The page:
Note: the maintainer of Postgraphile provided a link to what simple-collections actually does; take a look there for a more thorough explanation 😉

The result of the above command looks like the screenshot below:

GraphQL Server started

You can now navigate to http://localhost:5000/graphiql to try some GraphQL queries in an interactive environment:

GraphiQL, enhanced with the –enhance-graphiql flag when we started the server

In the Explorer to the left, you can easily click the query together. In this case, that is easy to do since I only want to query a single table an obtain the last ten events for a single device. The resulting query looks like so:

allConditionsList(condition: {device: "pg-1"}, orderBy: TIME_DESC, first: 10) {

allConditionsList gets created by the GraphQL server by looking at the tables of the database. Indeed, my database contains a conditions table with time, device, temperature and humidity columns.

To finish off, let’s try to obtain the data with a regular POST method to http://localhost:5000/graphql. This is the command to use:

curl -X POST -H “Content-Type: application/json” -d ‘{“query”:”{\n allConditionsList(condition: {device: \”pg-1\”}, orderBy: TIME_DESC, first: 10) {\n time\n device\n temperature\n }\n}\n”,”variables”:null}’ http://localhost:5000/graphql

Ugly but it works. To be honest, there is some noise in the above command because of the \n escapes. They are the result of me grabbing the body from the network traffic sent by GraphiQL:

Yes, lazy me grabbing the request payload from GraphiQL and not cleaning it up 😉

There is much, much, much more you can do with GraphQL in general and PostGraphile in particular but this was all I needed for now. Hopefully this can help you if you have to throw something together quickly. In a production setting, there is of course much more to think about: hosting the API (preferably in a container), authentication, authorization, performance, etc…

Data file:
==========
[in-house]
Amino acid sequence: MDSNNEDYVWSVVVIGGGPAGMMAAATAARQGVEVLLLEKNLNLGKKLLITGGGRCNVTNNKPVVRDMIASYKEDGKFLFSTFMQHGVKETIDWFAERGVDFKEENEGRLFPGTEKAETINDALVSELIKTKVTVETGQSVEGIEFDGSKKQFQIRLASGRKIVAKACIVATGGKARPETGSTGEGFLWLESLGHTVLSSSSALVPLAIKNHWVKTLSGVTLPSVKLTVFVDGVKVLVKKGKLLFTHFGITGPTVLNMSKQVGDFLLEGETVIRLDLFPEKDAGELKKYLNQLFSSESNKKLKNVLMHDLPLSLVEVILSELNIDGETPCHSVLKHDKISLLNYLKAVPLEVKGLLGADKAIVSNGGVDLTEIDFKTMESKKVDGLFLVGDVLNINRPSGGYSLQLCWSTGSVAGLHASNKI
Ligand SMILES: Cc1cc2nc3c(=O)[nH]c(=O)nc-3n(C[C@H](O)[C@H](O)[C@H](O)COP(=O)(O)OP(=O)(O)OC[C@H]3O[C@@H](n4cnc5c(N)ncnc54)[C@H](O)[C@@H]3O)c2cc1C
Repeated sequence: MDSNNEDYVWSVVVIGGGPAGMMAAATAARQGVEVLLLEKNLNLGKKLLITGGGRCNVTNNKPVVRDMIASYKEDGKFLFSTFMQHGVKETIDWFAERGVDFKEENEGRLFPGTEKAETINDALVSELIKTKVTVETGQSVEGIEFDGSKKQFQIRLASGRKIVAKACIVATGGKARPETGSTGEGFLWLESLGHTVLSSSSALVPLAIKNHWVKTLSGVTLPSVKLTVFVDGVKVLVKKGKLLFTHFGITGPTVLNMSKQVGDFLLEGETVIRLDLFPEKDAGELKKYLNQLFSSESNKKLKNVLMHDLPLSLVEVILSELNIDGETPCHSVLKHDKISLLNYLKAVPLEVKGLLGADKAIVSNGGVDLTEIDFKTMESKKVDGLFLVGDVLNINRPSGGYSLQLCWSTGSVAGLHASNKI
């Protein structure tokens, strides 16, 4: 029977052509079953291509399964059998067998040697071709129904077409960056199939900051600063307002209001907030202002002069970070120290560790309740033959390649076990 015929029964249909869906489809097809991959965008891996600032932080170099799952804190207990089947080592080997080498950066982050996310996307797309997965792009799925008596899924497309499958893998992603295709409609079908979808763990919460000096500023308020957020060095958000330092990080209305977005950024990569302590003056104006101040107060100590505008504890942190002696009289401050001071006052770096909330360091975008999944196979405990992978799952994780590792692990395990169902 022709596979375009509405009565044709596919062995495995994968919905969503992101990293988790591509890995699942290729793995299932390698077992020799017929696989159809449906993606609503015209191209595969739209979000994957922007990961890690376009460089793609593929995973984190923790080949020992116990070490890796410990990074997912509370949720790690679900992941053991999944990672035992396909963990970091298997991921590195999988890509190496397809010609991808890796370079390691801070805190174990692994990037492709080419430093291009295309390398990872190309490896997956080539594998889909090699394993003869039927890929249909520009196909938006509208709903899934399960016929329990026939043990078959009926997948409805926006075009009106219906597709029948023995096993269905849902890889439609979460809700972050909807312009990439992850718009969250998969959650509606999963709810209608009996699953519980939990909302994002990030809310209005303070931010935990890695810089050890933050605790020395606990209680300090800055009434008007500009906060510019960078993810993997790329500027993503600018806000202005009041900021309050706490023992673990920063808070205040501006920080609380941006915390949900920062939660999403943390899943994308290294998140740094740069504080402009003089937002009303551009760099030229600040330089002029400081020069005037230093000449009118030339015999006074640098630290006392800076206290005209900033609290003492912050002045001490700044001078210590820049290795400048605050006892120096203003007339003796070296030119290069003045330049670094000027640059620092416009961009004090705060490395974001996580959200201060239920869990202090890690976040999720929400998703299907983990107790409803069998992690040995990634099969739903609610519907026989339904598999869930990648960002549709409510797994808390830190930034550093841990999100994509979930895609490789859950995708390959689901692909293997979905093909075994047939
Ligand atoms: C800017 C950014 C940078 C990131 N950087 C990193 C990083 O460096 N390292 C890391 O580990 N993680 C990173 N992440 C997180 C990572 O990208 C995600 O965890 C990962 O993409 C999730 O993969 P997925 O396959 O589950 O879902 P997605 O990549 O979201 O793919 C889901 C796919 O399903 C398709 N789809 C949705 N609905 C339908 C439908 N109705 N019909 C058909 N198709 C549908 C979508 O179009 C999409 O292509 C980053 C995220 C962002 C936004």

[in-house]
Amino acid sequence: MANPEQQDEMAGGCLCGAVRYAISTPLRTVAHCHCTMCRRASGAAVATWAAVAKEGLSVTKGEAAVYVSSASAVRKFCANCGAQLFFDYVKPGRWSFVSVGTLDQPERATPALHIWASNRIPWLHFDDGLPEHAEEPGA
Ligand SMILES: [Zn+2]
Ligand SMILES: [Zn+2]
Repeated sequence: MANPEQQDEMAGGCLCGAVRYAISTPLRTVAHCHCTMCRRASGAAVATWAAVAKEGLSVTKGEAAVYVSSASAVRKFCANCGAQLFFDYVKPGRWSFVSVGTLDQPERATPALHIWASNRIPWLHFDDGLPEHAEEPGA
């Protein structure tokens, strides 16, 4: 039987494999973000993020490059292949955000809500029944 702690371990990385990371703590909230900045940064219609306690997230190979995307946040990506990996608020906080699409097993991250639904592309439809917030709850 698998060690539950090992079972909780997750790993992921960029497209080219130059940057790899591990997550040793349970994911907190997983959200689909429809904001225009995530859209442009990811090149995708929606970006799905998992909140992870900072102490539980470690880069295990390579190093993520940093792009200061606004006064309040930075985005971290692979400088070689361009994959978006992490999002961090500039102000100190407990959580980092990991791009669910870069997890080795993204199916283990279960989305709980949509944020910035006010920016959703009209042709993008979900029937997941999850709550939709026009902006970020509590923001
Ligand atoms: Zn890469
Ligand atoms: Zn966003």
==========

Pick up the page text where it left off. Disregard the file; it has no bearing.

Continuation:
Improving an Azure Function that writes IoT Hub data to TimescaleDB

In an earlier post, I used an Azure Function to write data from IoT Hub to a TimescaleDB hypertable on PostgreSQL. Although that function works for demo purposes, there are several issues. Two of those issues will be addressed in this post:

  1. the INSERT INTO statement used the NOW() function instead of the enqueuedTimeUtc field; that field is provided by IoT Hub and represents the time the message was enqueued
  2. the INSERT INTO query does not use upsert functionality; if for some reason you need to process the IoT Hub data again, you will end up with duplicate data; you code should be idempotent

Using enqueuedTimeUtc

Using the time the event was enqueued means we need to retrieve that field from the message that our Azure Function receives. The Azure Function receives outside information via two parameters: context and eventHubMessage. The enqueuedTimeUtc field is retrieved via the context variable: context.bindingData.enqueuedTimeUtc.

In the INSERT INTO statement, we need to use TIMESTAMP ‘UCT time’. In JavaScript, that results in the following:

'insert into conditions(time, device, temperature, humidity) values(TIMESTAMP \'' + context.bindingData.enqueuedTimeUtc + '\',\'' + eventHubMessage.device + '\' ...

Using upsert functionality